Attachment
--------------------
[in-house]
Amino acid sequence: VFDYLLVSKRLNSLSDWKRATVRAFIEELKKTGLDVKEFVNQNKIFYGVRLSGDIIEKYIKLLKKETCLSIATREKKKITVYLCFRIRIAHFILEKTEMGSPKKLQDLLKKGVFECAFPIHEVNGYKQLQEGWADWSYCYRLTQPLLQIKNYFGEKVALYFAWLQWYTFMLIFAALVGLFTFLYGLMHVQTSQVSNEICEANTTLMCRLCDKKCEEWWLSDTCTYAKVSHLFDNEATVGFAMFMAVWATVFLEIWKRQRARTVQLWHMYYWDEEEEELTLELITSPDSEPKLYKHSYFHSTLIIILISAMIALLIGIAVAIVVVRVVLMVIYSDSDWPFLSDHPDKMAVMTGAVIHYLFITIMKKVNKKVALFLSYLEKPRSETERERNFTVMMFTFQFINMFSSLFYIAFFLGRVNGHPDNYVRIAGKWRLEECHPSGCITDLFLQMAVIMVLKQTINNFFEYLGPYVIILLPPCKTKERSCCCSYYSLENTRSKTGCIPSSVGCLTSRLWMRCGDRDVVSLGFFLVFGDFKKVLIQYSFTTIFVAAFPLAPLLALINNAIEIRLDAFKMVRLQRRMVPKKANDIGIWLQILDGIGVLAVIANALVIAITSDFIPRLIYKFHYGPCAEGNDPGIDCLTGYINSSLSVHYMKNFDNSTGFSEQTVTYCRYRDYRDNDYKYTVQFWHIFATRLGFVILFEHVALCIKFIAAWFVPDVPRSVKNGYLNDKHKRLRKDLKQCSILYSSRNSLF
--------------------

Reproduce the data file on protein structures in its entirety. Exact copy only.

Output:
[in-house]
Amino acid sequence: VFDYLLVSKRLNSLSDWKRATVRAFIEELKKTGLDVKEFVNQNKIFYGVRLSGDIIEKYIKLLKKETCLSIATREKKKITVYLCFRIRIAHFILEKTEMGSPKKLQDLLKKGVFECAFPIHEVNGYKQLQEGWADWSYCYRLTQPLLQIKNYFGEKVALYFAWLQWYTFMLIFAALVGLFTFLYGLMHVQTSQVSNEICEANTTLMCRLCDKKCEEWWLSDTCTYAKVSHLFDNEATVGFAMFMAVWATVFLEIWKRQRARTVQLWHMYYWDEEEEELTLELITSPDSEPKLYKHSYFHSTLIIILISAMIALLIGIAVAIVVVRVVLMVIYSDSDWPFLSDHPDKMAVMTGAVIHYLFITIMKKVNKKVALFLSYLEKPRSETERERNFTVMMFTFQFINMFSSLFYIAFFLGRVNGHPDNYVRIAGKWRLEECHPSGCITDLFLQMAVIMVLKQTINNFFEYLGPYVIILLPPCKTKERSCCCSYYSLENTRSKTGCIPSSVGCLTSRLWMRCGDRDVVSLGFFLVFGDFKKVLIQYSFTTIFVAAFPLAPLLALINNAIEIRLDAFKMVRLQRRMVPKKANDIGIWLQILDGIGVLAVIANALVIAITSDFIPRLIYKFHYGPCAEGNDPGIDCLTGYINSSLSVHYMKNFDNSTGFSEQTVTYCRYRDYRDNDYKYTVQFWHIFATRLGFVILFEHVALCIKFIAAWFVPDVPRSVKNGYLNDKHKRLRKDLKQCSILYSSRNSLF